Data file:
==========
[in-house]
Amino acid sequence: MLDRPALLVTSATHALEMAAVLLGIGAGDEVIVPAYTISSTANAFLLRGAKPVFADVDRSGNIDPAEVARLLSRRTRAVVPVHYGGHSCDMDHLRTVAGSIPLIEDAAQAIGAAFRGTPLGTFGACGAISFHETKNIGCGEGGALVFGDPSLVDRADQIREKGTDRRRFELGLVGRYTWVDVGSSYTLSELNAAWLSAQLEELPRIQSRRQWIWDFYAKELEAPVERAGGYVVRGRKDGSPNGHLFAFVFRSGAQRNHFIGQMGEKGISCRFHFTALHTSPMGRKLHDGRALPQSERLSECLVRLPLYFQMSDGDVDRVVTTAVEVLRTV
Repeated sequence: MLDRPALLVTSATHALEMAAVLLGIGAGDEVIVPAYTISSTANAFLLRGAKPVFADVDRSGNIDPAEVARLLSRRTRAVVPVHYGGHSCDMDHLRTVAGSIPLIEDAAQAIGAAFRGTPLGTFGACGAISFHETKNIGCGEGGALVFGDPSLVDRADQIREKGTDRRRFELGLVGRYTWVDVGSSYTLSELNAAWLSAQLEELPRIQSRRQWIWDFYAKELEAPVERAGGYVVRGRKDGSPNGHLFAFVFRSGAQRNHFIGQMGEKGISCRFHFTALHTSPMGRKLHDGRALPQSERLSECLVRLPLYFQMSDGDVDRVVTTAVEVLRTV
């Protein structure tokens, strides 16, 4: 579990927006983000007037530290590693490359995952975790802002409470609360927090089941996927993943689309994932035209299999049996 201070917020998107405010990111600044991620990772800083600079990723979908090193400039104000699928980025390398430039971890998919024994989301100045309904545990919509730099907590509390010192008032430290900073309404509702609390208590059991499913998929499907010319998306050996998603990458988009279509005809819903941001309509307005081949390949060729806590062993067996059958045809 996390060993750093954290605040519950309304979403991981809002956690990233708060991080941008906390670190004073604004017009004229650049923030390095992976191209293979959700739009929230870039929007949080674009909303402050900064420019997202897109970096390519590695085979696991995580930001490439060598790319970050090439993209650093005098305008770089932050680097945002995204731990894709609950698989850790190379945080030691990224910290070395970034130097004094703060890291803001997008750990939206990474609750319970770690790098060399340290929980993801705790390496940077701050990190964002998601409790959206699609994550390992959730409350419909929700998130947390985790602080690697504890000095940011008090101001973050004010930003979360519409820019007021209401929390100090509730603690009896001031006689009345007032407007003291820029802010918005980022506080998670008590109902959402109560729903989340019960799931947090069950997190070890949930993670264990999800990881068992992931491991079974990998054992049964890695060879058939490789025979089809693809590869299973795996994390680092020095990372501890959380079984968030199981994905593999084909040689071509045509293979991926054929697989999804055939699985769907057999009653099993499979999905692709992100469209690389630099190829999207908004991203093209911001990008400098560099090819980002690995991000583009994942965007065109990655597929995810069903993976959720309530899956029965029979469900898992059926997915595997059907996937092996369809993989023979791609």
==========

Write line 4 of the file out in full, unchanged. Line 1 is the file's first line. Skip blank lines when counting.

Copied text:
């Protein structure tokens, strides 16, 4: 579990927006983000007037530290590693490359995952975790802002409470609360927090089941996927993943689309994932035209299999049996 201070917020998107405010990111600044991620990772800083600079990723979908090193400039104000699928980025390398430039971890998919024994989301100045309904545990919509730099907590509390010192008032430290900073309404509702609390208590059991499913998929499907010319998306050996998603990458988009279509005809819903941001309509307005081949390949060729806590062993067996059958045809 996390060993750093954290605040519950309304979403991981809002956690990233708060991080941008906390670190004073604004017009004229650049923030390095992976191209293979959700739009929230870039929007949080674009909303402050900064420019997202897109970096390519590695085979696991995580930001490439060598790319970050090439993209650093005098305008770089932050680097945002995204731990894709609950698989850790190379945080030691990224910290070395970034130097004094703060890291803001997008750990939206990474609750319970770690790098060399340290929980993801705790390496940077701050990190964002998601409790959206699609994550390992959730409350419909929700998130947390985790602080690697504890000095940011008090101001973050004010930003979360519409820019007021209401929390100090509730603690009896001031006689009345007032407007003291820029802010918005980022506080998670008590109902959402109560729903989340019960799931947090069950997190070890949930993670264990999800990881068992992931491991079974990998054992049964890695060879058939490789025979089809693809590869299973795996994390680092020095990372501890959380079984968030199981994905593999084909040689071509045509293979991926054929697989999804055939699985769907057999009653099993499979999905692709992100469209690389630099190829999207908004991203093209911001990008400098560099090819980002690995991000583009994942965007065109990655597929995810069903993976959720309530899956029965029979469900898992059926997915595997059907996937092996369809993989023979791609």